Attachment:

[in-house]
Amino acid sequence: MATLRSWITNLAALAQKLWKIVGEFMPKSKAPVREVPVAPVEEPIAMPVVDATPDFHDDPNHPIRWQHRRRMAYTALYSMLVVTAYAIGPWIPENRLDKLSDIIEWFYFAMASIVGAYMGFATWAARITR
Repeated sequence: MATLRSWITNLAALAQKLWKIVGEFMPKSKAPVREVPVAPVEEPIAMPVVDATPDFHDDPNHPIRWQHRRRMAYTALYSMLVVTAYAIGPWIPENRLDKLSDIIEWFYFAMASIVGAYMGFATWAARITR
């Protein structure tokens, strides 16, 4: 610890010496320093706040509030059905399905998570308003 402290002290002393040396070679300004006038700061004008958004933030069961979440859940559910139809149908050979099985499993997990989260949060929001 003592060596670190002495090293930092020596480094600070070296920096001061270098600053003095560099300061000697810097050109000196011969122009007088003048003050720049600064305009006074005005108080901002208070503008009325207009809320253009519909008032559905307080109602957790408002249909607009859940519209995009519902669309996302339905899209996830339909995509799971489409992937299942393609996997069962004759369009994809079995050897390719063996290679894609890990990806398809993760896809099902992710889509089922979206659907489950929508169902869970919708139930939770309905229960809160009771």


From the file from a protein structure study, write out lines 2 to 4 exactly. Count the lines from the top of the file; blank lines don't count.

Amino acid sequence: MATLRSWITNLAALAQKLWKIVGEFMPKSKAPVREVPVAPVEEPIAMPVVDATPDFHDDPNHPIRWQHRRRMAYTALYSMLVVTAYAIGPWIPENRLDKLSDIIEWFYFAMASIVGAYMGFATWAARITR
Repeated sequence: MATLRSWITNLAALAQKLWKIVGEFMPKSKAPVREVPVAPVEEPIAMPVVDATPDFHDDPNHPIRWQHRRRMAYTALYSMLVVTAYAIGPWIPENRLDKLSDIIEWFYFAMASIVGAYMGFATWAARITR
């Protein structure tokens, strides 16, 4: 610890010496320093706040509030059905399905998570308003 402290002290002393040396070679300004006038700061004008958004933030069961979440859940559910139809149908050979099985499993997990989260949060929001 003592060596670190002495090293930092020596480094600070070296920096001061270098600053003095560099300061000697810097050109000196011969122009007088003048003050720049600064305009006074005005108080901002208070503008009325207009809320253009519909008032559905307080109602957790408002249909607009859940519209995009519902669309996302339905899209996830339909995509799971489409992937299942393609996997069962004759369009994809079995050897390719063996290679894609890990990806398809993760896809099902992710889509089922979206659907489950929508169902869970919708139930939770309905229960809160009771």